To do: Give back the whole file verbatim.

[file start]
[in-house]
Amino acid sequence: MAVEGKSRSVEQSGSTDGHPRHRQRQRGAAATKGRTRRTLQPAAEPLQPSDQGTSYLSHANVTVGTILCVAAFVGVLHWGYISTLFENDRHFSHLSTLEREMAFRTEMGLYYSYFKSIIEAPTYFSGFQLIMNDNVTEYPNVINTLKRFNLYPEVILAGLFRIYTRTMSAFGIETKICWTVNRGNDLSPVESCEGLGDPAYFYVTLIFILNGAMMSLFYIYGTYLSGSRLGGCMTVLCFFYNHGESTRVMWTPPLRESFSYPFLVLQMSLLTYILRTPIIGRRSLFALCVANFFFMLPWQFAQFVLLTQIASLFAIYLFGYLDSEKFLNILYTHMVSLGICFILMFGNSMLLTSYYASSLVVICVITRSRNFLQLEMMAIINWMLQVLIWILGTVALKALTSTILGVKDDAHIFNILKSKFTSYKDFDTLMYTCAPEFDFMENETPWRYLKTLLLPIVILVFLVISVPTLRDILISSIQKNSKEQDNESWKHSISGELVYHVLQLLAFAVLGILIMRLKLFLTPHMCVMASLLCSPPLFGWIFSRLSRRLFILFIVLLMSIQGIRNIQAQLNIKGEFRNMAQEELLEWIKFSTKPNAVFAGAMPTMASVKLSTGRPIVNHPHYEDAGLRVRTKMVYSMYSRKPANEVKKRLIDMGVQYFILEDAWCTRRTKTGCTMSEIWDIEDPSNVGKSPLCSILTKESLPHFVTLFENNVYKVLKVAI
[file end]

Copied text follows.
[in-house]
Amino acid sequence: MAVEGKSRSVEQSGSTDGHPRHRQRQRGAAATKGRTRRTLQPAAEPLQPSDQGTSYLSHANVTVGTILCVAAFVGVLHWGYISTLFENDRHFSHLSTLEREMAFRTEMGLYYSYFKSIIEAPTYFSGFQLIMNDNVTEYPNVINTLKRFNLYPEVILAGLFRIYTRTMSAFGIETKICWTVNRGNDLSPVESCEGLGDPAYFYVTLIFILNGAMMSLFYIYGTYLSGSRLGGCMTVLCFFYNHGESTRVMWTPPLRESFSYPFLVLQMSLLTYILRTPIIGRRSLFALCVANFFFMLPWQFAQFVLLTQIASLFAIYLFGYLDSEKFLNILYTHMVSLGICFILMFGNSMLLTSYYASSLVVICVITRSRNFLQLEMMAIINWMLQVLIWILGTVALKALTSTILGVKDDAHIFNILKSKFTSYKDFDTLMYTCAPEFDFMENETPWRYLKTLLLPIVILVFLVISVPTLRDILISSIQKNSKEQDNESWKHSISGELVYHVLQLLAFAVLGILIMRLKLFLTPHMCVMASLLCSPPLFGWIFSRLSRRLFILFIVLLMSIQGIRNIQAQLNIKGEFRNMAQEELLEWIKFSTKPNAVFAGAMPTMASVKLSTGRPIVNHPHYEDAGLRVRTKMVYSMYSRKPANEVKKRLIDMGVQYFILEDAWCTRRTKTGCTMSEIWDIEDPSNVGKSPLCSILTKESLPHFVTLFENNVYKVLKVAI